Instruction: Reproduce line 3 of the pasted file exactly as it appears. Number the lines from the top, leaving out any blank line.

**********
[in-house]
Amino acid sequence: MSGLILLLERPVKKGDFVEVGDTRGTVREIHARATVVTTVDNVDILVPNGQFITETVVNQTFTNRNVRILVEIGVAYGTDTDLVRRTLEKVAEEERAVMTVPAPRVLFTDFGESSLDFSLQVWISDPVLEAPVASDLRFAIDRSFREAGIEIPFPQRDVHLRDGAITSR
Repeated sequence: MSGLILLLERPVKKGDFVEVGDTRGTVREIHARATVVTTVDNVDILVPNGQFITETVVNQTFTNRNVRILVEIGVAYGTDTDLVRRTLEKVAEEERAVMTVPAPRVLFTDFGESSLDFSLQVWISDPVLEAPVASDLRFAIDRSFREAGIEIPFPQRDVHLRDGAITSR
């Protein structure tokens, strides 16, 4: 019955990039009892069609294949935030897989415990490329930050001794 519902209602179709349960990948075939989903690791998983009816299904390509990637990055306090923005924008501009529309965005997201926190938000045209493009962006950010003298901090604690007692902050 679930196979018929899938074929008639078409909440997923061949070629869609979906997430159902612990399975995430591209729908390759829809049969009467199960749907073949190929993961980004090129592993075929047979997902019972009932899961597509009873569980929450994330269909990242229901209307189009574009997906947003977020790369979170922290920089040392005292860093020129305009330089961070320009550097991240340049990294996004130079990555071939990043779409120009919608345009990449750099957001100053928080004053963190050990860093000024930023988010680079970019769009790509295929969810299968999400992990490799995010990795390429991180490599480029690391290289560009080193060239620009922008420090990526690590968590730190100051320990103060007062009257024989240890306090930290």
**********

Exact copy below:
Repeated sequence: MSGLILLLERPVKKGDFVEVGDTRGTVREIHARATVVTTVDNVDILVPNGQFITETVVNQTFTNRNVRILVEIGVAYGTDTDLVRRTLEKVAEEERAVMTVPAPRVLFTDFGESSLDFSLQVWISDPVLEAPVASDLRFAIDRSFREAGIEIPFPQRDVHLRDGAITSR